Monday, February 2, 2009

A Drive...To Succeed

I have written before about the need to have a solid workflow and backup plan. My flow includes backing up onto three separate hard drives and also to DVDs. One problem with the new digital age is that it is common to take lots of photos. And with higher camera resolutions and RAW format, you can fill up several chips over the course of a day.

All that means that you need to have a good plan of what to save, and when and where to save it. An external hard drive can really speed up your workflow and provide some additional benefits. Each year I purchase a fresh drive to hold that year's images. I have a nightly routine that copies all of my data files from my working hard drive to this external drive. So while I sleep, I have copies of my files preserved. Then I can thin down my working drive, knowing that my other files from older jobs are just a click away.

I wanted to highlight this recent opportunity to every photographer out there., one of the sites I use for tech gear, is offering a 1 Terabyte Fantom drive for $99. That's ten cents per gigabyte. That's 1 MILLION megabytes. That's 250 full 4Gb chips. That's 648,000 3.5" disks.

I can go on about that capacity, but suffice to say that it's a lot, for not so much money. I use Fantom external drives a lot. And shipping is free. By no means am I endorsing You may find the same or better deal elsewhere. But at this price, you cannot claim that backup storage is unaffordable. If you don't have an external hard drive, get one soon!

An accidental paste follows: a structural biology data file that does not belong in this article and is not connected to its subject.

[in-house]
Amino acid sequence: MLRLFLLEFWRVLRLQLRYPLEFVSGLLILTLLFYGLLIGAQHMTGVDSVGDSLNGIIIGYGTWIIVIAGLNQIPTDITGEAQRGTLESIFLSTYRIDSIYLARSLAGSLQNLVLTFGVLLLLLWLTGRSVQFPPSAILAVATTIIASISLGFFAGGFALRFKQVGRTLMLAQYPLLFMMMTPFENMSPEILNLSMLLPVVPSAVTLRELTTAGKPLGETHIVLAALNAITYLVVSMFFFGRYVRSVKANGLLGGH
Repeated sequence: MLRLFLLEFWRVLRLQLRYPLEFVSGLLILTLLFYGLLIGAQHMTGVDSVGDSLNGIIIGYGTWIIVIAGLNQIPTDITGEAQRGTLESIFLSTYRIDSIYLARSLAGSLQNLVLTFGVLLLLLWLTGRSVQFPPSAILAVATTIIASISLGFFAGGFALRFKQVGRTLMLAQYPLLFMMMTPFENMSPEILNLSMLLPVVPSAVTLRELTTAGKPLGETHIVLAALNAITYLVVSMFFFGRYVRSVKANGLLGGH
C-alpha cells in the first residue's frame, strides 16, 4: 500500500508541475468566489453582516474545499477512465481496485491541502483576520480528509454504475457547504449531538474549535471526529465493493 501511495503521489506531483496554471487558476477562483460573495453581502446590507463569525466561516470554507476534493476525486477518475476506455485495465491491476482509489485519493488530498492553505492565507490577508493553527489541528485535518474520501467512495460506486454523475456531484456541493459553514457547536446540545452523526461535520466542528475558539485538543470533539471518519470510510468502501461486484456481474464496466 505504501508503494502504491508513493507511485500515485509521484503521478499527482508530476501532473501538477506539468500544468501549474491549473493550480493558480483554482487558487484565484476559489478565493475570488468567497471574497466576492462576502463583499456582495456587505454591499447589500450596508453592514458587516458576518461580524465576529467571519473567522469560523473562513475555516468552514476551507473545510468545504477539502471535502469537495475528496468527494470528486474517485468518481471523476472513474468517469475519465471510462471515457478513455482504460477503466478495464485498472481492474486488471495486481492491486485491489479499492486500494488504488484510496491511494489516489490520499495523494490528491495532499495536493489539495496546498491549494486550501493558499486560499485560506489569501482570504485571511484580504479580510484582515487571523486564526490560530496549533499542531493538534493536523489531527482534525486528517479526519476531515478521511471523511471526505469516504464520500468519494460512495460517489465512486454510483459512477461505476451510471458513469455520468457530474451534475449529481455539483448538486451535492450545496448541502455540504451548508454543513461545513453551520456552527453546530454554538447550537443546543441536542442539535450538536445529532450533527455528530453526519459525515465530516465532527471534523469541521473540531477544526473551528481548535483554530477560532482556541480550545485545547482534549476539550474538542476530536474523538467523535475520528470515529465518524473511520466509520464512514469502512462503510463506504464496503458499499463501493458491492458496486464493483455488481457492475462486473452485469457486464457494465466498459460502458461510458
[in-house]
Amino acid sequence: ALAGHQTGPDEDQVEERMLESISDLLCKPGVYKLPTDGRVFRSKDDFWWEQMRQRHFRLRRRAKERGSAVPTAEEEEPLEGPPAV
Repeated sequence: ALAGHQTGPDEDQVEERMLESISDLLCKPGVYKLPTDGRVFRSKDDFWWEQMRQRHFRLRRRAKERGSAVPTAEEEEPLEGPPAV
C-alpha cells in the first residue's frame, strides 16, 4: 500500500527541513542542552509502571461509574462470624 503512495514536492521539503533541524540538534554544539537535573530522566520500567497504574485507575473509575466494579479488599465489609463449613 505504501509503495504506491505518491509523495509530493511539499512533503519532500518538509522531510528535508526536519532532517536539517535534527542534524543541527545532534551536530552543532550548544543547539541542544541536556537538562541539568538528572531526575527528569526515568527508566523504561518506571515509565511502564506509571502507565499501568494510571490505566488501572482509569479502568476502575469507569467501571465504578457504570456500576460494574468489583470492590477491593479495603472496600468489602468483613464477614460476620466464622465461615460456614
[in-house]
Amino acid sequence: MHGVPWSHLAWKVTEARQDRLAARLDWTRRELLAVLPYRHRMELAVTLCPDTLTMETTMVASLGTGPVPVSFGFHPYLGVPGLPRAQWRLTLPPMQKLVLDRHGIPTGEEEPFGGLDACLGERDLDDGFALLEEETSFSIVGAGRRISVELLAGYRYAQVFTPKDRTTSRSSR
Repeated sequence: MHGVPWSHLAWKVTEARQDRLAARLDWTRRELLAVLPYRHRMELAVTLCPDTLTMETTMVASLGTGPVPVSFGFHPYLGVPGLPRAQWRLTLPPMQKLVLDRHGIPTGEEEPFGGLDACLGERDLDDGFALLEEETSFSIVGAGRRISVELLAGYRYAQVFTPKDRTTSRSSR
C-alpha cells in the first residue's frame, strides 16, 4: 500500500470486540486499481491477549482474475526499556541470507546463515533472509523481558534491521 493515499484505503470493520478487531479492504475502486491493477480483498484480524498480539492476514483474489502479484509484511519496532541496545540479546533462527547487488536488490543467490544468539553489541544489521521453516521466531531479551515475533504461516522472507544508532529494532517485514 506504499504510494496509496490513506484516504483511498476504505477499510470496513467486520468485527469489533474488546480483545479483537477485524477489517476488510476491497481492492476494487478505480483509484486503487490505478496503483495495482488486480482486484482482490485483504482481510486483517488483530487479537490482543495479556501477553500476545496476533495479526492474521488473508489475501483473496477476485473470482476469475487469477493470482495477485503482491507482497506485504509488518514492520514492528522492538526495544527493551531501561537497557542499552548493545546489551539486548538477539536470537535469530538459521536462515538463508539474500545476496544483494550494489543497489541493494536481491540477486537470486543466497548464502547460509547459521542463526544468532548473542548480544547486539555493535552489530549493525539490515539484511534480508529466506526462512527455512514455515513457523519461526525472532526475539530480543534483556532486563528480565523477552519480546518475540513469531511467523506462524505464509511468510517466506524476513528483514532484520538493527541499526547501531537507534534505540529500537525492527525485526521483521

Another great use for an external drive is to rip your CD collection so you have stuff to put on your MP3 player, and a place to dump all those great photography and personal finance Podcasts.

Incidentally, my backup software of choice is EMC's Retrospect software. It has a "duplicate" mode that copies data from one drive to another, and only updates files on the target drive that are older than the source copy. Basically this builds a copy of everything that ever was on your source drive, so you can then delete the source files and the backups remain. Plus the structures are preserved and you can explore to the drive without running any backup or recovery software. I run Vista on my network, and version 7.6 does the trick.

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